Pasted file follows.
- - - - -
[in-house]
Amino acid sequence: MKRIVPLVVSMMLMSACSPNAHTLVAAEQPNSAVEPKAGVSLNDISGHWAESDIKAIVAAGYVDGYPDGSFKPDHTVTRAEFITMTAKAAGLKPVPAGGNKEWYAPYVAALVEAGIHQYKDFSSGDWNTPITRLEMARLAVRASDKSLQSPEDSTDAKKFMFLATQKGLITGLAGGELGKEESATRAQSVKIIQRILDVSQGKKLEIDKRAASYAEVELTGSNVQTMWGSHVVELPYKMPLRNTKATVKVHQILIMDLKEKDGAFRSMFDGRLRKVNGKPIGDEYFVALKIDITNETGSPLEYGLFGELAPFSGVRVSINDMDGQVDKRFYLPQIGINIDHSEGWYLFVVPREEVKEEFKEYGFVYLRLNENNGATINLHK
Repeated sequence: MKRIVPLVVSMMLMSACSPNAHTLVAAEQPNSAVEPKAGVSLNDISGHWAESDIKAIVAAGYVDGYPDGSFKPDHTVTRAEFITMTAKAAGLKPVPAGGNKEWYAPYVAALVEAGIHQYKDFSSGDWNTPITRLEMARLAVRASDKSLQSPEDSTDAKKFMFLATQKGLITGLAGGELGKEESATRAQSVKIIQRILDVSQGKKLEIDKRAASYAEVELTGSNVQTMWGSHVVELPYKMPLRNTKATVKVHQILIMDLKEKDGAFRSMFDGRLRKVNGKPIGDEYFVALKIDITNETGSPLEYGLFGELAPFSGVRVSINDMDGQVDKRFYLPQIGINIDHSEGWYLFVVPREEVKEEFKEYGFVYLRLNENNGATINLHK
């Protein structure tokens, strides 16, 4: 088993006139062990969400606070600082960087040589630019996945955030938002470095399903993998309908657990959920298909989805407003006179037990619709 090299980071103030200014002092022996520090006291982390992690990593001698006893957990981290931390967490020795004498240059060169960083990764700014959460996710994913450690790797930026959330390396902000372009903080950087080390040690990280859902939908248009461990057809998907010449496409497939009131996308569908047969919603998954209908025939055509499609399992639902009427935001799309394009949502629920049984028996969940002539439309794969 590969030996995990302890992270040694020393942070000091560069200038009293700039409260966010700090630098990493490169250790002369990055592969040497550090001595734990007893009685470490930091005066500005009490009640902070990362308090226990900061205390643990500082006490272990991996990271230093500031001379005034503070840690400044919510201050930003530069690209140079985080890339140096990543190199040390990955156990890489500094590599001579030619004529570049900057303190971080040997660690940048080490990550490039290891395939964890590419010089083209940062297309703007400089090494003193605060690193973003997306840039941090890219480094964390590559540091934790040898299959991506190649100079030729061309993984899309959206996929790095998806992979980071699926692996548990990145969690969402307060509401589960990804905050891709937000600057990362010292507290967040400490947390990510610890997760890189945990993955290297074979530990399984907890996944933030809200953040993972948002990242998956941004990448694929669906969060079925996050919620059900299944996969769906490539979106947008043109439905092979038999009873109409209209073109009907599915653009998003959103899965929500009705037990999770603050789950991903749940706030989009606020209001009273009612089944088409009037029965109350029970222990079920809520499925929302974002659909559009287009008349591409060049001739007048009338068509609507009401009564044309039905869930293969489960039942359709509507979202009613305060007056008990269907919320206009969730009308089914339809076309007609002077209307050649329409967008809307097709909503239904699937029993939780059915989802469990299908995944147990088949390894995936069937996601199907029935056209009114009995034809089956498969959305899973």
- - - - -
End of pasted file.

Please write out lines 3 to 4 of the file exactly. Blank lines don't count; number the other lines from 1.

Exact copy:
Repeated sequence: MKRIVPLVVSMMLMSACSPNAHTLVAAEQPNSAVEPKAGVSLNDISGHWAESDIKAIVAAGYVDGYPDGSFKPDHTVTRAEFITMTAKAAGLKPVPAGGNKEWYAPYVAALVEAGIHQYKDFSSGDWNTPITRLEMARLAVRASDKSLQSPEDSTDAKKFMFLATQKGLITGLAGGELGKEESATRAQSVKIIQRILDVSQGKKLEIDKRAASYAEVELTGSNVQTMWGSHVVELPYKMPLRNTKATVKVHQILIMDLKEKDGAFRSMFDGRLRKVNGKPIGDEYFVALKIDITNETGSPLEYGLFGELAPFSGVRVSINDMDGQVDKRFYLPQIGINIDHSEGWYLFVVPREEVKEEFKEYGFVYLRLNENNGATINLHK
């Protein structure tokens, strides 16, 4: 088993006139062990969400606070600082960087040589630019996945955030938002470095399903993998309908657990959920298909989805407003006179037990619709 090299980071103030200014002092022996520090006291982390992690990593001698006893957990981290931390967490020795004498240059060169960083990764700014959460996710994913450690790797930026959330390396902000372009903080950087080390040690990280859902939908248009461990057809998907010449496409497939009131996308569908047969919603998954209908025939055509499609399992639902009427935001799309394009949502629920049984028996969940002539439309794969 590969030996995990302890992270040694020393942070000091560069200038009293700039409260966010700090630098990493490169250790002369990055592969040497550090001595734990007893009685470490930091005066500005009490009640902070990362308090226990900061205390643990500082006490272990991996990271230093500031001379005034503070840690400044919510201050930003530069690209140079985080890339140096990543190199040390990955156990890489500094590599001579030619004529570049900057303190971080040997660690940048080490990550490039290891395939964890590419010089083209940062297309703007400089090494003193605060690193973003997306840039941090890219480094964390590559540091934790040898299959991506190649100079030729061309993984899309959206996929790095998806992979980071699926692996548990990145969690969402307060509401589960990804905050891709937000600057990362010292507290967040400490947390990510610890997760890189945990993955290297074979530990399984907890996944933030809200953040993972948002990242998956941004990448694929669906969060079925996050919620059900299944996969769906490539979106947008043109439905092979038999009873109409209209073109009907599915653009998003959103899965929500009705037990999770603050789950991903749940706030989009606020209001009273009612089944088409009037029965109350029970222990079920809520499925929302974002659909559009287009008349591409060049001739007048009338068509609507009401009564044309039905869930293969489960039942359709509507979202009613305060007056008990269907919320206009969730009308089914339809076309007609002077209307050649329409967008809307097709909503239904699937029993939780059915989802469990299908995944147990088949390894995936069937996601199907029935056209009114009995034809089956498969959305899973």